Sexual dysfunction refers to a problem happening during any phase of the sexual response cycle that prevents the individual or couple from experiencing satisfaction from the sexual activity. The sexual response cycle traditionally include excitement, plateau, orgasm, and resolution. Desire and arousal are both part of the excitement phase of the sexual response.
While research suggests that sexual dysfunction is common it is a topic that many people are hesitant to discuss. Because treatment options are available, it is important to share your concerns with your partner and healthcare provider.
What are the types of sexual dysfunction?
Sexual dysfunction generally is classified into four categories:
- Orgasm disorders —delay or absence of orgasm
- Pain disorders — pain during intercourse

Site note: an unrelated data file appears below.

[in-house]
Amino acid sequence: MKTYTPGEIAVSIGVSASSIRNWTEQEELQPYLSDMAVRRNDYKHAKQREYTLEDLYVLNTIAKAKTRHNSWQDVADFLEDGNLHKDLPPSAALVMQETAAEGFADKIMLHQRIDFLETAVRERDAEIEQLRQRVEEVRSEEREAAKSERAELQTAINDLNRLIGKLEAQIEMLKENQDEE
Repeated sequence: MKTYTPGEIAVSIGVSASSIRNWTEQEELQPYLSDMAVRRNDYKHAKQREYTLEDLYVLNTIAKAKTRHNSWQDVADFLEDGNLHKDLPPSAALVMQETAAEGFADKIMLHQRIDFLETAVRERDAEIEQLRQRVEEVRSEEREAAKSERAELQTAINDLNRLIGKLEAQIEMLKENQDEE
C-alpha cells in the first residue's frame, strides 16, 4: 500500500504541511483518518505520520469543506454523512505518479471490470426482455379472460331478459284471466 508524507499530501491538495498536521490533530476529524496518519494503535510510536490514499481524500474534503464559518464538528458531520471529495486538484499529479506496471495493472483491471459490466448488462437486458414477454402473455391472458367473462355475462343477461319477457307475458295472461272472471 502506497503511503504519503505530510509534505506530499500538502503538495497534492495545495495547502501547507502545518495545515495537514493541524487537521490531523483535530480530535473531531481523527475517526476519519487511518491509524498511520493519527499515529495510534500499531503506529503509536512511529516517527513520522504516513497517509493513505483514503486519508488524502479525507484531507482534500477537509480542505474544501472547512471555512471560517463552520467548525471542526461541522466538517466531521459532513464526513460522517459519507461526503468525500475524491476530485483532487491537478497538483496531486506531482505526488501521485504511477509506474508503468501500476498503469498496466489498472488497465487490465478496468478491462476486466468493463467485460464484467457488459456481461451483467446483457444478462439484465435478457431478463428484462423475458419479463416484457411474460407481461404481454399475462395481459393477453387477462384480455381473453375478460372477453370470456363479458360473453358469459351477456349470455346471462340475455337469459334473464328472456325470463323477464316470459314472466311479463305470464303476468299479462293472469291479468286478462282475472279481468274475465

- Desire disorders —lack of sexual desire or interest in sex
- Arousal disorders —incapability to become physically aroused or excited during sexual activity
Who is affected by sexual dysfunction?
Sexual dysfunction can affect any age, although it is more general in those over 40 because it is often connected to a decline in health associated with aging.
What causes sexual dysfunction?
Physical causes — many physical and/or medical situations can reason problems with sexual function. These situations contain diabetes, heart and vascular (blood vessel) disease, neurological disorders, hormonal imbalances, chronic diseases such as kidney or liver failure, and alcoholism and drug abuse. In addition, the side effects of some medications, including some antidepressant drugs, can affect sexual function.
Psychological causes — these contain work-related stress and anxiety, concern about sexual performance, marital or relationship problems, depression, feelings of guilt, concerns about body image, and the effects of a past sexual trauma.